Caption: Figure 3: Effects of LBP on ROS, MDA generation, and SOD activity induced by TMT in N2a cells. Intracellular ROS was evaluated by DCFH-DA detection. Fluorescent photographs are shown after exposure to TMT (1.875, 3.75, and 7.5 [micro]M) and 3.75 [micro]M TMT with or without LBP (300 [micro]g/mL) cotreatment for 24 h, scale bar: 25 [micro]m (a). Furthermore, ROS, MDA, and SOD productions induced by TMT treatment (0, 1.875, 3.75, and 7.5 [micro]M) alone for 24 h or 3.75 [micro]M TMT with LBP (300 [micro]g/mL) were quantified (b-f). The results are expressed as mean [+ or -] SD (n = 6). * P < 0.05, ** P < 0.01 compared with the control group; (#) P < 0.05, (##) P < 0.01 compared with the TMT-treated group.

Caption: Figure 4: TMT-induced Shh and PI3K/Akt inhibition. N2a cells were incubated with 1.875, 3.75, and 7.5 [micro]M TMT for 24 h. Different protein expressions levels were determined through Western blot analysis. The results are expressed as fold increases of optical density with the internal control. The mean protein expression of control group is designated as one in the graph. Each bar represents mean [+ or -] SD (w = 3). * P < 0.05, ** P < 0.01 compared with the control group.

Caption: Figure 5: Effect of LBP on TMT-induced signaling inhibition. The cells were incubated with 300 [micro]g/mL LBP and 3.75 [micro]M TMT for 24 h. Fluorescent photographs are shown after exposure to TMT with or without LBP for 24 h, scale bar: 25 [micro]m (a and b). Different protein levels expressions were determined through Western blot analysis. The results are expressed as fold increases of optical density with the internal control. The mean protein expression of control group is designated as one in the graph (c). Each bar represents mean [+ or -] SD (n = 3). * P < 0.05, ** P < 0.01 compared with the control group; (#) P < 0.05, (##) P < 0.01 compared with the TMT-treated group.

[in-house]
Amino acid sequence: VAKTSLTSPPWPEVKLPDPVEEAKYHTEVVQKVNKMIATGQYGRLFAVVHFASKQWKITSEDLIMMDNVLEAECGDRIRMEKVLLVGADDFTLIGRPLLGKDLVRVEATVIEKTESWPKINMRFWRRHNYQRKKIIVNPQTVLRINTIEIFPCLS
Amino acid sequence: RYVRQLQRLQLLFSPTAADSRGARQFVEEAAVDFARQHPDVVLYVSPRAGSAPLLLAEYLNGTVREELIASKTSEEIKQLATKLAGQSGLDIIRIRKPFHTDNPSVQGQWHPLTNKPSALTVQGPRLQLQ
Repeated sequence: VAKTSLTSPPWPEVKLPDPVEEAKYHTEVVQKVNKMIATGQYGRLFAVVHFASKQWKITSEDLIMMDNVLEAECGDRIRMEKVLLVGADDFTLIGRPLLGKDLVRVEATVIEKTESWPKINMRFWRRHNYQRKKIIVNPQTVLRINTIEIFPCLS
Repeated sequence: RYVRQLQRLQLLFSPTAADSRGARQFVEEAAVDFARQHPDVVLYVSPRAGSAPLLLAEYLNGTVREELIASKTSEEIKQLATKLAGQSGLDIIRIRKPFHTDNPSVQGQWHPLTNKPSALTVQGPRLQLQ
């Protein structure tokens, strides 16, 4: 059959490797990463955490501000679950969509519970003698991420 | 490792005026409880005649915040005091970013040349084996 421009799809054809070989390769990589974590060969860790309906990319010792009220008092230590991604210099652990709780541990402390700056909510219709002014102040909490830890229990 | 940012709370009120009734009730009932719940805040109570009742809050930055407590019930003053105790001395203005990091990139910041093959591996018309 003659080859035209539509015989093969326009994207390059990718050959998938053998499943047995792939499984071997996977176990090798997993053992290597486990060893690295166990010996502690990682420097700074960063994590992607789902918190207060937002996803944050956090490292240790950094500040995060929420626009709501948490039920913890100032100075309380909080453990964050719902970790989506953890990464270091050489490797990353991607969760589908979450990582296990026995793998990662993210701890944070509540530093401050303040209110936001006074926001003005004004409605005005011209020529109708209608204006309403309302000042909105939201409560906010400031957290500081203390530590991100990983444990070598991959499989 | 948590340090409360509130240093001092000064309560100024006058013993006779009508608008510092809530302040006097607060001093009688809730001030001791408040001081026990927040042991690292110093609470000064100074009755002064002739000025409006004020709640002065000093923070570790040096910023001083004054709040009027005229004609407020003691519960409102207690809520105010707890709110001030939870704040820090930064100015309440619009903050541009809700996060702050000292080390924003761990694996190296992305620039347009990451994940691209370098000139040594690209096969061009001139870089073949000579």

Caption: Figure 6: Effects of antagonists on TMT-induced apoptosis in N2a cells. N2a cells were pretreated with or without different inhibitors at different time points in the following concentrations: LY2940002, 10 [micro]M; GDC-0449, 30 [micro]M, followed by incubation with or without 3.75 [micro]M TMT for another 24 h. Cell survival rate was calculated and represented as mean [+ or -] SD (n = 6) (a). Cells were collected and stained with PE-Annexin-V and 7-AAD for 5 min. The samples were analyzed through flow cytometry. The percentage of apoptosis cells based on the total cell population analyzed was determined (b). Effects of inhibitors on TMT-treated N2a cells; caspase-3 activity was determined through ELISA (c and d). Each bar represents mean [+ or -] SD (n [greater than or equal to] 3). * P < 0.05, ** P < 0.01 compared with the control group; (#) P < 0.05, (##) P < 0.01 compared with the TMT-treated group.

Caption: Figure 7: Effects of antagonists on ROS, MDA generation, and SOD activity caused by TMT in N2a cells. Cells were cultured with 3.75 [micro]M TMT, pretreated with or without different inhibitors at different time points in different concentration (LY2940002, 10 [micro]M; GDC-0449, 30 [micro]M), and quantified to evaluate ROS, MDA, and SOD productions. Results are expressed as mean [+ or -] SD (n = 6). * P < 0.05, ** P < 0.01 compared with the control group; (#) P < 0.05, (##) P < 0.01 compared with the TMT-treated group.

Caption: Figure 8: Effects of different antagonists on Shh and PI3K/Akt signaling pathways. Cells were pretreated with or without different inhibitors at different time points in the following concentrations: LY2940002, 10 [micro]M; GDC-0449, 30 [micro]M, before TMT treatment. After incubation with 3.75 [micro]M TMT for another 24 h, the expression levels of proteins were determined through Western blot analysis. The mean protein expression of control group is designated as 1 in the graph. Each bar represents mean [+ or -] SD (n = 3). * P < 0.05, ** P < 0.01 compared with the control group; (#) P < 0.05, (##) P < 0.01 compared with the TMT-treated group.
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Title Annotation:Research Article
Author:Zhao, Wanyun; Pan, Xiaoqi; Li, Tao; Zhang, Changchun; Shi, Nian
Publication:Oxidative Medicine and Cellular Longevity
Date:Jan 1, 2016
Words:7066